Author Topic: Coolant flush procedure  (Read 244 times)

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  • au Australia
Coolant flush procedure
« September 28, 2018, 17:21:24 »
Hi guys...would appreciate your advice.

I am going to drain the existing coolant in my FD diesel. I plan to do it like this:-
With engine cold..
*remove fill cap
*remove radiator drain plug and empty old coolant
*siphon out any old coolant in reservoir bottle

*replace radiator drain plug
*fill radiator and reservoir with distilled water and take for a spin. I plan to heat this water first to (hopefully) allow the thermostat to open quickly.
*Turn heater on the allow old coolant to disperse with new distilled water. Continue driving for 10 minutes or so.

I plan to repeat this procedure a few more times until coolant drains clear.

I am going to refill with Nulon One, which has a 10 year life.
:link: ONE 100% Concentrate Coolant - Nulon Products Australia
at a ratio of 50% with distilled water.

It specifies on the Nulon website not to mix this coolant with red, green or blue coolant, hence the repeated flushing that I plan to do.


Is there a better way?

Thanks guys..



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  • au Australia
    Ipswich
Re: Coolant flush procedure
« Reply #1 : September 28, 2018, 17:28:07 »
There's no drain plug in the block which is a nuisance, I have not done this but removing the thermostat would allow full flow and be able to reverse flush it, maybe remove lower hose from block. Will create some extra work and I'm not sure about the style of gaskets used either so you may need a new one.

I drained mine, filled with distilled, ranit then drained again, added the total amount of concentrate needed then topped with distilled. Not the most perfect way but I was using green with green. Wonder how the dealers do it if at all?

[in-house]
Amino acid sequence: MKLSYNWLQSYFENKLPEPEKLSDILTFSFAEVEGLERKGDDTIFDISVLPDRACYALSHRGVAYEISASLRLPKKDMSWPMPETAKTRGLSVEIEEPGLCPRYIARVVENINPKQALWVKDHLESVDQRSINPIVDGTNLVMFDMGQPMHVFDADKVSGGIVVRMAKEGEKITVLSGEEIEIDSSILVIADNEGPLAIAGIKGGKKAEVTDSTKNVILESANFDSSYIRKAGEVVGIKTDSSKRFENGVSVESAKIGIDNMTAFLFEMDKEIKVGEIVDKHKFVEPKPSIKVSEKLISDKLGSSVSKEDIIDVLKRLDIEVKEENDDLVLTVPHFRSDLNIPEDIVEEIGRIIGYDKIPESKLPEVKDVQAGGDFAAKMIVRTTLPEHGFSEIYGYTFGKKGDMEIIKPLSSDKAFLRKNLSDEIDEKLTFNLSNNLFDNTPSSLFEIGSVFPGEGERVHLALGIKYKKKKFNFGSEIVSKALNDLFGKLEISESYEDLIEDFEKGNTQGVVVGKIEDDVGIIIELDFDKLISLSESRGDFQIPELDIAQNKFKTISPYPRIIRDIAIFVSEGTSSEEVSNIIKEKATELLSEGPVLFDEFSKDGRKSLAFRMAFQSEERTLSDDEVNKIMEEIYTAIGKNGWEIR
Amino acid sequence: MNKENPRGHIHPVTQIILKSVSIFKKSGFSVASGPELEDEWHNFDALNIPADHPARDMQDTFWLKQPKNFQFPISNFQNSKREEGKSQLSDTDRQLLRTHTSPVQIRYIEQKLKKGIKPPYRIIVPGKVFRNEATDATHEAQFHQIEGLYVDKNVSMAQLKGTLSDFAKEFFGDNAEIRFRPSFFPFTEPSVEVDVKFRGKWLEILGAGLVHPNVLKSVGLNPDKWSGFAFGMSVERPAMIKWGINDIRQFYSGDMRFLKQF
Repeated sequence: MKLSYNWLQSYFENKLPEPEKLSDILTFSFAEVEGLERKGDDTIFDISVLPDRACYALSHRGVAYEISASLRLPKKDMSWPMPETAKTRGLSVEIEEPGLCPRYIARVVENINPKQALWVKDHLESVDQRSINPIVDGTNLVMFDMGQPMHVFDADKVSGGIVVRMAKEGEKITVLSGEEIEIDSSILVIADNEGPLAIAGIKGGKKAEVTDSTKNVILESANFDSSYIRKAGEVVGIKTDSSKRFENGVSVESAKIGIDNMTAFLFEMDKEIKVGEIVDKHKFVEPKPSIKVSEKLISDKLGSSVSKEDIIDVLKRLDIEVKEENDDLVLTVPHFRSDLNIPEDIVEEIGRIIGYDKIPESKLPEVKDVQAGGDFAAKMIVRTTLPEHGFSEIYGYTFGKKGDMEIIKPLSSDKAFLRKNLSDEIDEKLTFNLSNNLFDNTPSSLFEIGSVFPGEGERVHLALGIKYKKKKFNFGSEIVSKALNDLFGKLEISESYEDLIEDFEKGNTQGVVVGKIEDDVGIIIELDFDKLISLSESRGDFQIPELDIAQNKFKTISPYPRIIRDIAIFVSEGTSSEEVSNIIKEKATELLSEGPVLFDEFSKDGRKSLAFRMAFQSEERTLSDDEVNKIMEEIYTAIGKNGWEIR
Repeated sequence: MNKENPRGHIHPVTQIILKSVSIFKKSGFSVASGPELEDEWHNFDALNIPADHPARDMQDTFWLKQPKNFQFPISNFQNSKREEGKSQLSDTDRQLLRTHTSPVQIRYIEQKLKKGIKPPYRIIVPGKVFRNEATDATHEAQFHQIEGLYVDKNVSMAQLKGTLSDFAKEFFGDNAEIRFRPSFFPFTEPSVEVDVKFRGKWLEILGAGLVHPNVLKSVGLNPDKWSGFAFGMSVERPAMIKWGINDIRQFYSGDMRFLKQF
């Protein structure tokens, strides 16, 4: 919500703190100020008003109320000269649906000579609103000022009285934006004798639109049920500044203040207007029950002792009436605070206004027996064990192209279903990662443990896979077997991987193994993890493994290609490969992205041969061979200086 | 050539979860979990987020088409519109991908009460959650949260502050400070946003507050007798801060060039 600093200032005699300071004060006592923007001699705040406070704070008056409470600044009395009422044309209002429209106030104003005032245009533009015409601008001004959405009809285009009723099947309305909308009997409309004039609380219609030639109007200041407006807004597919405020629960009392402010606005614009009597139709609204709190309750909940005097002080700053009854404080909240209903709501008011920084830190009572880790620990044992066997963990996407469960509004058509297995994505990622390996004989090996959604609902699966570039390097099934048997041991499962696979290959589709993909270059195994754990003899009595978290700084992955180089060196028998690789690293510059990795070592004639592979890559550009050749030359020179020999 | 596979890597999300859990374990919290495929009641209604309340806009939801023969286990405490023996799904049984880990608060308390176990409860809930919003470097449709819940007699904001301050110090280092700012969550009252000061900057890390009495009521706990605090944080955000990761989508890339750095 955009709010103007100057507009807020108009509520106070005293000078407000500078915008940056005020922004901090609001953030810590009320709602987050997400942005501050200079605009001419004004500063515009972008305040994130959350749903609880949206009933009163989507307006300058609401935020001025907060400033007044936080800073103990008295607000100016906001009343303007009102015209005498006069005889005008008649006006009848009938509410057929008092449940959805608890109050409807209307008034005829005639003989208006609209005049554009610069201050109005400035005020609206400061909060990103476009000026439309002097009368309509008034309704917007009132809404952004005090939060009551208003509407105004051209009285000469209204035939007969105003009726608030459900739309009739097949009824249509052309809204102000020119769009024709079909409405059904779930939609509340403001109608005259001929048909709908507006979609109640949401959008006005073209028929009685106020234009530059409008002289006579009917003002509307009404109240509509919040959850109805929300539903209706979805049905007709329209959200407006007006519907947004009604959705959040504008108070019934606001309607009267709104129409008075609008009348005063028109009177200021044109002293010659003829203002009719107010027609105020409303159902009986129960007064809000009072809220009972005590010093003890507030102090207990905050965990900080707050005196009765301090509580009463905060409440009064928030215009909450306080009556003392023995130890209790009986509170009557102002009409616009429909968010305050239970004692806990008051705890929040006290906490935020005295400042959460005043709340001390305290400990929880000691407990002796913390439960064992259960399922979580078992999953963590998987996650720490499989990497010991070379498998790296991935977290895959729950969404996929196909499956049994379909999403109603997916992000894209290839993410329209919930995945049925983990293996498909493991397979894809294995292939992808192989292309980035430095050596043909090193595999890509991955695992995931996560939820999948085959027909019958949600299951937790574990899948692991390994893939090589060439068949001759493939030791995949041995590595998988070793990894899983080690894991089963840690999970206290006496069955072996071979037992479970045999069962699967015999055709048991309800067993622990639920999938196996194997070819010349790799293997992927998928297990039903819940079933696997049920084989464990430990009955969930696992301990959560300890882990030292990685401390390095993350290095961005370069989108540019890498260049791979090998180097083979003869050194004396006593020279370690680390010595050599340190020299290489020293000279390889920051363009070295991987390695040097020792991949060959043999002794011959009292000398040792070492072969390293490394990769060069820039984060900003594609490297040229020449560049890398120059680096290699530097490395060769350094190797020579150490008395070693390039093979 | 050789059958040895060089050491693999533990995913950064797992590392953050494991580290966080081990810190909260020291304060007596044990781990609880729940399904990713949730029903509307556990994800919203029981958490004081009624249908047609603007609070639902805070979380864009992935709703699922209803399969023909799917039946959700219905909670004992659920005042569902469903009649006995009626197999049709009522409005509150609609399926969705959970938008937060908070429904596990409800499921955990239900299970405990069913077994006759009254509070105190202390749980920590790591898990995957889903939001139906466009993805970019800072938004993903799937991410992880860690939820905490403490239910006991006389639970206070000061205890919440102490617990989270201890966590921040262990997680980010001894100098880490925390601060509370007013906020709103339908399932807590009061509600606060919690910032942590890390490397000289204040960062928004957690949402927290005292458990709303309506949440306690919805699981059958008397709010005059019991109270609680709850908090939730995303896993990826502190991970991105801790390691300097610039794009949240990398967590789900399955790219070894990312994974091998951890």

• 2008 i30 SLX CRDi Auto, 2010 i30CW SLX CRDi Auto. 2008 i30 CRDi SX manual, Welly

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  • au Australia
    Ipswich
Re: Coolant flush procedure
« Reply #2 : September 28, 2018, 17:29:48 »
Oh, turning heater on won't do squat. these days thay're full flow and it's just the flap doors internal that redirect the air to produce hot air. In other words the coolant is always passing through the core.
  • 2008 i30 SLX CRDi Auto, 2010 i30CW SLX CRDi Auto. 2008 i30 CRDi SX manual, Welly

Re: Coolant flush procedure
« Reply #3 : September 28, 2018, 19:24:54 »
Thanks for that useful advice!

I changed the coolant in my Getz yesterday...and it has a drain plug that you need to undo with a phillips head screwdriver. It also has a radiator cap.

The i30 is different. I haven't noticed before but did when I dropped the old coolant just now. No radiator cap as such and a dedicated tap at the bottom of the radiator that is undone with fingers.

I just let the old coolant drain and have re-filled with demineralized water (through the coolant reservoir).
The old coolant was green. Nulon now have a green 7 year product
:link: Green Premium Long Life Coolant 100% Concentrate - Nulon Products Australia

Depending on how impatient I become draining and refilling in order to get the fluid to run clear, might settle for the 7 year one.

Is there any danger in this system in getting air blockages when refilling? Or is it just fill and cap-off?